Tuesday, 20 November 2012

Next stop Hartnell and Aimes

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Michael Cockerham
Last week I was invited to attend the Fashion and Textile Museum for a very special and highly anticipated event.
The Hartnell to Aimes exhibit, 'Couture by Royal Appointment" was finally among us. This has been launched to coincide with the Queen's Jubilee celebrating the impact of the royal celebrity on British Fashion of the 20th century. The exhibit consisted of the works of Norman Hartnell, Hardy Aimes and that of Fredrick Fox. The exhibit was curated by Dennis Nothdruft and Michael Pick. It was a real treat to see the visual collaboration of two very important advocates in British Fashion. You may have read the works of Michael Pick which include Norman Hatnell: Sixty Years of Glamour. Alongside this knowledgeable man, was Dennis Nothdruft (Curator, FTM) known for memorable exhibitions such as Catwalk to Cover: A Front Row Seat.

I spent approximately an hour and a half at the exhibit. While at the museum I spoke to various members of the press who were unanimously pleased with the creative display. I myself took a particular liking to the way the Norman Parkinson photographs complemented the garments. I appreciated the contrasts of tweed suits, wedding dresses and evening wear on the ground floor. I climbed the stairs to the second floor of the exhibit and became increasingly pleased to see that these very important works were given a generous space to spread their wings. I felt that with each slight turn on the upper level there was a fabulous fashionable surprise waiting. I do believe that my eyes actually danced with delight as I discovered the magnificent millinery of Frederick Fox.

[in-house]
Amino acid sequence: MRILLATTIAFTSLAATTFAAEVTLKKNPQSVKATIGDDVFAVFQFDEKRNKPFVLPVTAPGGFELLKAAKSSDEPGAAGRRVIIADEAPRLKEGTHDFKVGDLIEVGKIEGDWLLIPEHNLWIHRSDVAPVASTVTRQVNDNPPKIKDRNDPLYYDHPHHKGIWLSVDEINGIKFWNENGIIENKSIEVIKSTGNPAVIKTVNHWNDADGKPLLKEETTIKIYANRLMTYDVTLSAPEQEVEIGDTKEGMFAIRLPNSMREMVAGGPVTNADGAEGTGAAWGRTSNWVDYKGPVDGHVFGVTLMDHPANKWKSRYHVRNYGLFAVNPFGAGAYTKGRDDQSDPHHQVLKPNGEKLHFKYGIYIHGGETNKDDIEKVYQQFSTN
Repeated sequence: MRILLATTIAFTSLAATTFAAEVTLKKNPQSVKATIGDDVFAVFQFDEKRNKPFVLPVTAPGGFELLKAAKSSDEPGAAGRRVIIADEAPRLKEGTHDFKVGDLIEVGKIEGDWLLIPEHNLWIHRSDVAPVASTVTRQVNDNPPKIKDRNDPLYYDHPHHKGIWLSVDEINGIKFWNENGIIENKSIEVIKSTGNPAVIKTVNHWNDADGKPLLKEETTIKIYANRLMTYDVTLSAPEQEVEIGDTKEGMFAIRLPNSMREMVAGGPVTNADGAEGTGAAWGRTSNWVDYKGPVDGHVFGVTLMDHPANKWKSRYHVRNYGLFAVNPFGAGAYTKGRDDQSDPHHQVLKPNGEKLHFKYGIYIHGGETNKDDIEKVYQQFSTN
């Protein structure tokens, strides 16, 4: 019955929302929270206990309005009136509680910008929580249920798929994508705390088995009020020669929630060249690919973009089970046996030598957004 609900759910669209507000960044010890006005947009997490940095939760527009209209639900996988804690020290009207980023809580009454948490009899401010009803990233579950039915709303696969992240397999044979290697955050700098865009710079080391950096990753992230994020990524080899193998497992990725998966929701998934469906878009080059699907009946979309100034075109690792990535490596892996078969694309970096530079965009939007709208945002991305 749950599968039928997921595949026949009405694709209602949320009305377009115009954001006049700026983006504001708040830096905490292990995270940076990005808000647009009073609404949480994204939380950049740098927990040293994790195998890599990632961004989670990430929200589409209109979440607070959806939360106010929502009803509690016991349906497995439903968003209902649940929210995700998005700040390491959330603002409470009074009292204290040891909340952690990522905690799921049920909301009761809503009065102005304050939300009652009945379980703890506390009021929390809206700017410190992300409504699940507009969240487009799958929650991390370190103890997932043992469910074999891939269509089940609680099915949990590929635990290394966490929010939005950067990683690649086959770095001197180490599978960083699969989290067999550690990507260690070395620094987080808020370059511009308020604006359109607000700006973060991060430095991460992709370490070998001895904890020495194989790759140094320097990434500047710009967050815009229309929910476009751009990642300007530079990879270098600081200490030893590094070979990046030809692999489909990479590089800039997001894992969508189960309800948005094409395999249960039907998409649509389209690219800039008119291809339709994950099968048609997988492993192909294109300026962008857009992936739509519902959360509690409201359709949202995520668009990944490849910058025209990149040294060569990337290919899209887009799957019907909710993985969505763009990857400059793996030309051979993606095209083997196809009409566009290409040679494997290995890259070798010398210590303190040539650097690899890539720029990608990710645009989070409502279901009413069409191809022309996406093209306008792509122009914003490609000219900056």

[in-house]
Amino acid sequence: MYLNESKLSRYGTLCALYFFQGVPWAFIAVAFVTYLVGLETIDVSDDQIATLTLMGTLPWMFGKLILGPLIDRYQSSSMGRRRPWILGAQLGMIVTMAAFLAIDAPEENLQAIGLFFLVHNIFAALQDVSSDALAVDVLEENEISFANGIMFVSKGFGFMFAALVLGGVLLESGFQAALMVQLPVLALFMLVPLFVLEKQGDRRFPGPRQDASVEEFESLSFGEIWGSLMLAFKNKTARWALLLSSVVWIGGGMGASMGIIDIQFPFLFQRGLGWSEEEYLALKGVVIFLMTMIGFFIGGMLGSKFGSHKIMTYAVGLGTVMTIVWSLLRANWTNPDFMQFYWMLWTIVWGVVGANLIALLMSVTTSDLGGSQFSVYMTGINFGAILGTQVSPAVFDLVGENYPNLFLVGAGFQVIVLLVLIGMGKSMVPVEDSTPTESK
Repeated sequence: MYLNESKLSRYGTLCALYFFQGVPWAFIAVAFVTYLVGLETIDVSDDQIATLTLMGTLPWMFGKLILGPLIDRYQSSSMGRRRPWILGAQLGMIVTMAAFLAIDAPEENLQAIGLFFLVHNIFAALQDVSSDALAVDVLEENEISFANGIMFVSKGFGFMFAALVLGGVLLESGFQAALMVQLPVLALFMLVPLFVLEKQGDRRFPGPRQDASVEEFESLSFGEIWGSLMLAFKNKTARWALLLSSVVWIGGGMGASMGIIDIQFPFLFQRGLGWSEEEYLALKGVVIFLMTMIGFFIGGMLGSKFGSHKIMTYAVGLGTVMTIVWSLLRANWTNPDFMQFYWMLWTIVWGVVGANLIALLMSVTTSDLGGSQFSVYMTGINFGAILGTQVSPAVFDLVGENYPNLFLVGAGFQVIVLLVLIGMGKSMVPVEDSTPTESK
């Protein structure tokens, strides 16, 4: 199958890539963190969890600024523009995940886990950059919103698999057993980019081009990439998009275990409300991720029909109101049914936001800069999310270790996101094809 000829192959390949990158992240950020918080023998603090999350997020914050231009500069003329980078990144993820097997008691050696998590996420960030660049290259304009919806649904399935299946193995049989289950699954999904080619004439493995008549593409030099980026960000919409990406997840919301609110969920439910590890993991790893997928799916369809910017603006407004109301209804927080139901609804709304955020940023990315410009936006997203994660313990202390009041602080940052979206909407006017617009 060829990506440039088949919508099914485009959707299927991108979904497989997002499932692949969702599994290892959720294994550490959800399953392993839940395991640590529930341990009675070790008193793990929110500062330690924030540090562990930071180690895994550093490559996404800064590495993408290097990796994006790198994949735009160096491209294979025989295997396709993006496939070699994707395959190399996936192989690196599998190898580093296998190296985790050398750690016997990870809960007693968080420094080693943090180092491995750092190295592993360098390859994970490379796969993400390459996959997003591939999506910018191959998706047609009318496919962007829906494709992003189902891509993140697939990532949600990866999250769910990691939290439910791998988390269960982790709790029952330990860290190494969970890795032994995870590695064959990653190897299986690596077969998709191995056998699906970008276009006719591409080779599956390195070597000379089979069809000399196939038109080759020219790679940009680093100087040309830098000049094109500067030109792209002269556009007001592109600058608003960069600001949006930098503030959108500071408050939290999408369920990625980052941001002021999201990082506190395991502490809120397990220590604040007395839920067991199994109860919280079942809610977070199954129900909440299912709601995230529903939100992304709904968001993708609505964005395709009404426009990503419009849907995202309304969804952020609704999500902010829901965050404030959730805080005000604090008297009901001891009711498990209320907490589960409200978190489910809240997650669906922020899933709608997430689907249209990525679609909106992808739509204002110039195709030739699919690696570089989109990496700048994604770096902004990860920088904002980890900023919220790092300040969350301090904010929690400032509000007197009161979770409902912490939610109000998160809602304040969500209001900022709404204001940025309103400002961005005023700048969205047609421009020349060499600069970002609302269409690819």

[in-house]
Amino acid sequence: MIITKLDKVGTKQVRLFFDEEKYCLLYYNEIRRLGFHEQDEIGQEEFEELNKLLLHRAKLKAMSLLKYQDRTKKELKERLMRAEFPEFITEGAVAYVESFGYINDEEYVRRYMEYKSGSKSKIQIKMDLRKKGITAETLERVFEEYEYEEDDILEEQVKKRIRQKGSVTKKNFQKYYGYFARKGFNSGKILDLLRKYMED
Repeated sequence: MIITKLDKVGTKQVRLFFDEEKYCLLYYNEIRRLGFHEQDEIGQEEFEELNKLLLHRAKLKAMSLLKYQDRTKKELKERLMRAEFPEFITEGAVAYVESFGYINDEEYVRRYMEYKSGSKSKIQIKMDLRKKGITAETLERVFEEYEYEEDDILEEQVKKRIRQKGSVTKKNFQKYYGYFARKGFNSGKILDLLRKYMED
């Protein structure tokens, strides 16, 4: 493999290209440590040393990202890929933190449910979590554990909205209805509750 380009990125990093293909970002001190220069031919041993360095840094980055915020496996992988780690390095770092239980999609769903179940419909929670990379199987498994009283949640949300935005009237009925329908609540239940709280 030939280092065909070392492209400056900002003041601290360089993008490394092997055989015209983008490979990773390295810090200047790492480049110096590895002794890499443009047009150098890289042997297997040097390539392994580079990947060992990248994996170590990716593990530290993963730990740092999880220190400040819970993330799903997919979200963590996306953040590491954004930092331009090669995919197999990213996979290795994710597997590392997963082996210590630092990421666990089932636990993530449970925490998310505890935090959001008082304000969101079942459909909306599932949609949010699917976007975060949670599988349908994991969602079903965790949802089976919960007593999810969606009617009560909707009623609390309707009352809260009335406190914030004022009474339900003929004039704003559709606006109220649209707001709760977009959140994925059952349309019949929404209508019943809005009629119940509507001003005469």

My favoutite piece from the exhibit would have to be the photograph cleverly titled "Precision Built" which captured Enid Boulting wearing a Hardy Amies suit for Vogue in 1954. This photo showed a woman that represented power while remaining tasteful and in high fashion. I would recommend this exhibit to anyone with a particular interest in tailoring, millinery, and specifically dressmaking. I hope that all future visitors find it as inspiring as I have. The presentation brings to mind the words class, pride and exclusivity. The overall collection of the works presented highlights dedication and the fine tuned skills that can only be found deep within British fashion history.

The exhibit runs from the 16th of November to the 23rd of February.

The Fashion and Textile Museum is located at 83 Bermondsey Street,London SE1 3XF.